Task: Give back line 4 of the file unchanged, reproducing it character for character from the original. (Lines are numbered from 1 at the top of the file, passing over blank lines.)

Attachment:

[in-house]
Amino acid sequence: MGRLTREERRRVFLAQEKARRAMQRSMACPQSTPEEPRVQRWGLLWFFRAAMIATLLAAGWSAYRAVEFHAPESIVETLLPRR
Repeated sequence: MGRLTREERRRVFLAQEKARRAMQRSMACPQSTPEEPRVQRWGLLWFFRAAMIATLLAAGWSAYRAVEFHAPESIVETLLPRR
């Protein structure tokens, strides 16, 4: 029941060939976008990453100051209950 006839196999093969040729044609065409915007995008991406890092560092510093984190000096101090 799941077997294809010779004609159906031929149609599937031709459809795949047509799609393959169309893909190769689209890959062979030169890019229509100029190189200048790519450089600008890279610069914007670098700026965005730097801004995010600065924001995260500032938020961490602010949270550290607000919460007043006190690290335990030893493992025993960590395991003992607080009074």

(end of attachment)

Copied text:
């Protein structure tokens, strides 16, 4: 029941060939976008990453100051209950 006839196999093969040729044609065409915007995008991406890092560092510093984190000096101090 799941077997294809010779004609159906031929149609599937031709459809795949047509799609393959169309893909190769689209890959062979030169890019229509100029190189200048790519450089600008890279610069914007670098700026965005730097801004995010600065924001995260500032938020961490602010949270550290607000919460007043006190690290335990030893493992025993960590395991003992607080009074």